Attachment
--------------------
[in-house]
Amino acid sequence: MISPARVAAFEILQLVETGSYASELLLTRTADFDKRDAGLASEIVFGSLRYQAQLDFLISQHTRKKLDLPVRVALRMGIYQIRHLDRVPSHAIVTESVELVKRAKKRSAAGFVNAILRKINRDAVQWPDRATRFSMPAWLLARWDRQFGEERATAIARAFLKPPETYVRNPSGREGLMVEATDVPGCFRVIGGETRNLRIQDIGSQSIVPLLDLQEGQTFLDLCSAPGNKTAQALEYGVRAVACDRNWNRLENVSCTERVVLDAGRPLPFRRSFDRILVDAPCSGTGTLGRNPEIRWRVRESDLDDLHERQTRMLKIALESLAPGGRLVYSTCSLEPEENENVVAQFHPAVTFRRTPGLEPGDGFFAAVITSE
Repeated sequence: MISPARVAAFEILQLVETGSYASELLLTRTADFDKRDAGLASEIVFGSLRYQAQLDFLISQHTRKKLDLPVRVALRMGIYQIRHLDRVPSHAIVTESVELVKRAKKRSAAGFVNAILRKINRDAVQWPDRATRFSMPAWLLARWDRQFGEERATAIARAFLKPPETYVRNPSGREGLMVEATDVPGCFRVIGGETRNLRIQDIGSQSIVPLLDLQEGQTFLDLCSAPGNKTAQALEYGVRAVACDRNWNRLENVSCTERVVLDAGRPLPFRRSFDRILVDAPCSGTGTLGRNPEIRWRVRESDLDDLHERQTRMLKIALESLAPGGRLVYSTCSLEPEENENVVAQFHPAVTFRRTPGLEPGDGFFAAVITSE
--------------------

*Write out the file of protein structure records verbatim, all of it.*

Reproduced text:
[in-house]
Amino acid sequence: MISPARVAAFEILQLVETGSYASELLLTRTADFDKRDAGLASEIVFGSLRYQAQLDFLISQHTRKKLDLPVRVALRMGIYQIRHLDRVPSHAIVTESVELVKRAKKRSAAGFVNAILRKINRDAVQWPDRATRFSMPAWLLARWDRQFGEERATAIARAFLKPPETYVRNPSGREGLMVEATDVPGCFRVIGGETRNLRIQDIGSQSIVPLLDLQEGQTFLDLCSAPGNKTAQALEYGVRAVACDRNWNRLENVSCTERVVLDAGRPLPFRRSFDRILVDAPCSGTGTLGRNPEIRWRVRESDLDDLHERQTRMLKIALESLAPGGRLVYSTCSLEPEENENVVAQFHPAVTFRRTPGLEPGDGFFAAVITSE
Repeated sequence: MISPARVAAFEILQLVETGSYASELLLTRTADFDKRDAGLASEIVFGSLRYQAQLDFLISQHTRKKLDLPVRVALRMGIYQIRHLDRVPSHAIVTESVELVKRAKKRSAAGFVNAILRKINRDAVQWPDRATRFSMPAWLLARWDRQFGEERATAIARAFLKPPETYVRNPSGREGLMVEATDVPGCFRVIGGETRNLRIQDIGSQSIVPLLDLQEGQTFLDLCSAPGNKTAQALEYGVRAVACDRNWNRLENVSCTERVVLDAGRPLPFRRSFDRILVDAPCSGTGTLGRNPEIRWRVRESDLDDLHERQTRMLKIALESLAPGGRLVYSTCSLEPEENENVVAQFHPAVTFRRTPGLEPGDGFFAAVITSE